Trombia Technologies wants to unlock the potential for mass-electrification and carbon-neutralisation of one of the heaviest vehicle technologies in use in cities.
Finnish street maintenance technology developer Trombia Technologies has launched what it claims is the world’s first full-power autonomous, electric street sweeper in Helsinki.
The Trombia Free cleaning devices claim to use less than 15 per cent of the power required by currently available heavy suction sweeping technologies. The company is seeking to cut three million CO2 metric tons annually.
This unlocks the potential for mass-electrification and carbon-neutralisation of one of the heaviest vehicle technologies in use in cities globally. The company is also introducing a new business model that enables the rapid replacement of diesel-fuelled street sweepers.
Trombia claims this the first time in the global heavy equipment industries that a diesel-fuelled heavy equipment vehicle is electrified without compromising the power and performance capabilities.
In a statement, it also said Trombia Free is the world’s first street cleaning device that is built to be operated fully autonomously in all-weather conditions in the modern smart cities and industrial destinations.
“We think about the over three million CO2 metric tons of carbon emissions that high power diesel-fuelled suction street sweepers around the world produce annually,” said Antti Nikkanen, CEO, Trombia Technologies. “The current vehicle technology relies on suction performance that was invented in the 1950s. We simply cannot enter 2020s green and sustainable era with such an outdated solution.
“With the globally patented Trombia technology we are able to take down the power requirement dramatically, so turning it into a beautiful and powerful, electrified and autonomous device has been an exciting journey to this day.”
“We simply cannot enter 2020s green and sustainable era with such an outdated solution”
Trombia Technologies has been developing the globally patented Trombia sweeping technology since 2013 and entered the market with sweeper attachments in 2017. The sweeper attachments are being sold in seven countries including North America and Northern and Central Europe. The carbon free and autonomous product, Trombia Free, is expected to roll-out through a pilot programme starting in 2021 to mass-deliveries in early 2022.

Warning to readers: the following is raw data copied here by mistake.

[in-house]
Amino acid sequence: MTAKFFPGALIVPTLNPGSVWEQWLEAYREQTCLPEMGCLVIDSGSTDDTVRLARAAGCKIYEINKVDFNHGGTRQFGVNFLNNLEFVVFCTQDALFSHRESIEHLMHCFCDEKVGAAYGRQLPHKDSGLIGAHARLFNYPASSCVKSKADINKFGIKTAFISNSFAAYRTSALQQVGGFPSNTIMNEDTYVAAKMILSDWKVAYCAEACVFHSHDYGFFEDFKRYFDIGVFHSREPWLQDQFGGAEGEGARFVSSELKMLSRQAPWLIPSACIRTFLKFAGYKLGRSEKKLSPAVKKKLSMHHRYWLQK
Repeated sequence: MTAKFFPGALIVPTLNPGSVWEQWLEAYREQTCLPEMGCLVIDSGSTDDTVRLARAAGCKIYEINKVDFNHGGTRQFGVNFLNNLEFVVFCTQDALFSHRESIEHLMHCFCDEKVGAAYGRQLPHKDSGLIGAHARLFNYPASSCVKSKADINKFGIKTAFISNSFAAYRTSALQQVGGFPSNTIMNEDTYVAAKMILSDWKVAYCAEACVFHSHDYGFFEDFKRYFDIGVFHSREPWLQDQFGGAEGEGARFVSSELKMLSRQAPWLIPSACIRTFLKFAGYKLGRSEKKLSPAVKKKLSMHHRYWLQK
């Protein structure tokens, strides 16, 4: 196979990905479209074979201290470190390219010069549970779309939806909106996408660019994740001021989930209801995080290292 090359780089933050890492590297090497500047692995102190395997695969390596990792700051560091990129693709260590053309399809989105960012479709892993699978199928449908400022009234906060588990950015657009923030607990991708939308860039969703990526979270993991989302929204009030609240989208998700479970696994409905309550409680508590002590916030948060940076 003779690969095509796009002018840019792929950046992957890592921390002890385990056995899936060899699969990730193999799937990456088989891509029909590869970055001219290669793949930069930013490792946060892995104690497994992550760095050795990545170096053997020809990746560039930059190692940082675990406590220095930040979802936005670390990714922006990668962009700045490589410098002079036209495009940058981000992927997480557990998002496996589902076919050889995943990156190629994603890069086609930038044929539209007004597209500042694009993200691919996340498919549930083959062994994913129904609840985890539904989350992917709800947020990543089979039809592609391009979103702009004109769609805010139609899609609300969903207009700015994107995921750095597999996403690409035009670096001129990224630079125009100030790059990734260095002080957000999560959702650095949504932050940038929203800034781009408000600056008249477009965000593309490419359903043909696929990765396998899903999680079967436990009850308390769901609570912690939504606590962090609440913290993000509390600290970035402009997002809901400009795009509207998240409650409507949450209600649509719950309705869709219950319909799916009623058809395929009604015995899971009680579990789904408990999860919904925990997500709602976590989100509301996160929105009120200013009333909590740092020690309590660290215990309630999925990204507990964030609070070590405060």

Jaakko Happonen, founder of Trombia Technologies, said the pilot will focus on different applications with the goal of developing a product and model range. “Trombia Free was developed below-the-radar in pilots with the Nordic European parking lot operator Aimo Park and for harder conditions with piling machinery manufacturer Junttan’s industrial plants. Now we move forward with increased focus on smart city sector,” said Happonen.
Trombia Free units are equipped with an all-weather autonomous, lidar-based, machine vision technology that filtrates the noise coming from the environment in rainy, snowy or alternative conditions. The advanced algorithm development has been carried out to absorb data on objects from various sources and to generate millions of illustrations of the object at once. This enables accurate and safe localisation in all-weather conditions.
Trombia Free also highlights the importance of rapid replacement of diesel-fuelled street sweepers. Trombia Free units are brought to the market including a pay-per-square metre business model that will allow contractors and operators to adopt Trombia Free faster than new technologies are normally adopted. Final product pricing is available at the pre-sales start during the summer 2021.
“We have worked to understand the total cost of street cleaning operations per square metre and can already say that Trombia Free will save money dramatically from the end users and the contractors,” added Nikkanen. “Even more, rapid roll-out helps saving our planet. While we also make regular purchasing options available, we believe this revenue-share model with contractors will be a fast way to deliver cleaner streets, cleaner urban air, more sustainably.”
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